Jesus is God! – Part 3
Further, His resurrection denotes that this is a person, who transcends time and space. The Gospel accounts record many eyewitnesses to the resurrected Christ (Matt 28: 1-10; Luke 24:13-35; John 20:19-31), and all attempts to refute such accounts fall short of credibility. However, the NT goes beyond these implicit references to deity and clearly states that Christ is divine.
The demands of unabashed loyalty from His followers (Luke 9:57-62) and the claims that He will judge the world (John 5:27) sound strange, if they come from a mere man. He also claimed that He could forgive sins (Mark 2:5), and He averred that in the judgment, people would be condemned or approved according to their attitude toward the people who represent Him (Matt. 25:31-46). Scripture says that Jesus created (John 1:3) and now sustains all things (Col. 1:17). He even has the power to raise the dead (John 5:25). Angels and people worship Him (Heb. 1:6; Matt. 2:2).
He possesses equality with the persons of the Trinity (John 14:23; 2 Cor. 13: 14). Beyond these assertions, the NT provides even clearer evidence regarding the deity of Christ. He is called God in Heb. 1:8. John’s prologue (1:1-18) affirms that Jesus is from the beginning, that He is “with” (literally “face to face”) God, and that He is God. John’s intricate Greek declares Jesus to be equal in nature with God the Father, but distinct in person! Another important passage is John 5:16-29.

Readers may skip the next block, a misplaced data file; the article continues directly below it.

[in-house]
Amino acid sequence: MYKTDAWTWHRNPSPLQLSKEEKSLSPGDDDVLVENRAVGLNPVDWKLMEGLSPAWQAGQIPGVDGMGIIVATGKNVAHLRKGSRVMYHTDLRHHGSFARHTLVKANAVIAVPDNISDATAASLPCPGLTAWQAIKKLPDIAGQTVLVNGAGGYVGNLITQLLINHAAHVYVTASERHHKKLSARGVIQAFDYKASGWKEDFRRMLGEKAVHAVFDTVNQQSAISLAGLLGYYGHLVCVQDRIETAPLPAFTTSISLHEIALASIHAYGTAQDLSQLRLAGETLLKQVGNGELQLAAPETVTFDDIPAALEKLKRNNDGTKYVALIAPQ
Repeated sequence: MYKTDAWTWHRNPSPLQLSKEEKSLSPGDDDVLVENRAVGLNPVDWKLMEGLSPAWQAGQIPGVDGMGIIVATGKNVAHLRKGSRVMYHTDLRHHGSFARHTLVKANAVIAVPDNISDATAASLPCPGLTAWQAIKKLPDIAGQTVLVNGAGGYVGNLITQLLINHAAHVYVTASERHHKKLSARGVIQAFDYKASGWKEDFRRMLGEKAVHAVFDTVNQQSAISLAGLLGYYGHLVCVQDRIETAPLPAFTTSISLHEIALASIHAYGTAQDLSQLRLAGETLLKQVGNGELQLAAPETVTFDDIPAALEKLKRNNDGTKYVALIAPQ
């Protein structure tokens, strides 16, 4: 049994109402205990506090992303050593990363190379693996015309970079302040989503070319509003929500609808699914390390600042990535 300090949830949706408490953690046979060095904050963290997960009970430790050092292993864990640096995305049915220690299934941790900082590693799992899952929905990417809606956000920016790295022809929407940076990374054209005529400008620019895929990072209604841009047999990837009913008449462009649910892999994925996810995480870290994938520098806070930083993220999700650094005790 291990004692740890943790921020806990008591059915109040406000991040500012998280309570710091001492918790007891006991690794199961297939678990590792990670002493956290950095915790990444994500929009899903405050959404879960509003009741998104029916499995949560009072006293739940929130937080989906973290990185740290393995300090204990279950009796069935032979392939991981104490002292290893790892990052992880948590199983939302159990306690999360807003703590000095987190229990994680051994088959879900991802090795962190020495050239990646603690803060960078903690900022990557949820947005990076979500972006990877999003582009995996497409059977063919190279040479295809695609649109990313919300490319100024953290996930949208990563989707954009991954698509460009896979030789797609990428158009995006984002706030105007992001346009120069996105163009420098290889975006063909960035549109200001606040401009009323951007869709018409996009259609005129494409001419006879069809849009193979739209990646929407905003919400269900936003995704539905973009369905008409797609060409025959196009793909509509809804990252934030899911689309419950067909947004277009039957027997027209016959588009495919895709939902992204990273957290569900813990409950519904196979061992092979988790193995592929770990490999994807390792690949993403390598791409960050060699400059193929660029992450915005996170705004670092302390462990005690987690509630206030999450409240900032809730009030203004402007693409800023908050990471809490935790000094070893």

During a controversy with the Jews about healing a man on the Sabbath, the Jews sought to kill Him because He blasphemed in making Himself equal with God. Rather than correcting them for mistaking His identity, Jesus went on to make even further claims regarding His deity: He has power to give life to people (v. 21), all judgment is handed over to Him (v. 22), and all should honour the Son with the same honour they bestow upon the Father (v. 23).
Jesus’ preexistence as God is demonstrated in John 8:58, where He affirmed that He transcends time. Romans 9:5 reveals that Paul called Jesus God, and there is no doubt that in Phil. 2:5-11 Paul understood Jesus to be the One, who existed eternally in the form of God and on an equal nature with God. The outstanding Christological passage in Col. 1:15-23 says that Christ is the image of the invisible God; that is, He is such a reproduction or likeness of the God, Who is invisible to mortal man that to look at Christ was to see God. Clearly, the Christ of the NT is not a man deified by His disciples (the view of classic liberalism), but He is the eternal Son of God, Who voluntarily became a man to redeem lost humanity.
Teaching and Mighty Works Jesus was a Master Teacher. Crowds that claimed no loyalty to Him were forced to admit, “No man ever spoke like this” (John 7:46). At the close of His compelling Sermon on the Mount, the multitudes were amazed at how He taught (Matt. 7:29). He taught mainly about His Father and the kingdom that He had ushered in. He explained what that kingdom is like and the absolute obedience and love His followers are to have as citizens of the kingdom. His teaching often enraged the religious leaders of His day because they did not understand that He was the promised Messiah, Who appeared to usher in the kingdom, through His death, resurrection, and second coming. He stressed that the kingdom, though inaugurated at His first appearing, will find its consummation in His second coming (Matt. 24-25).
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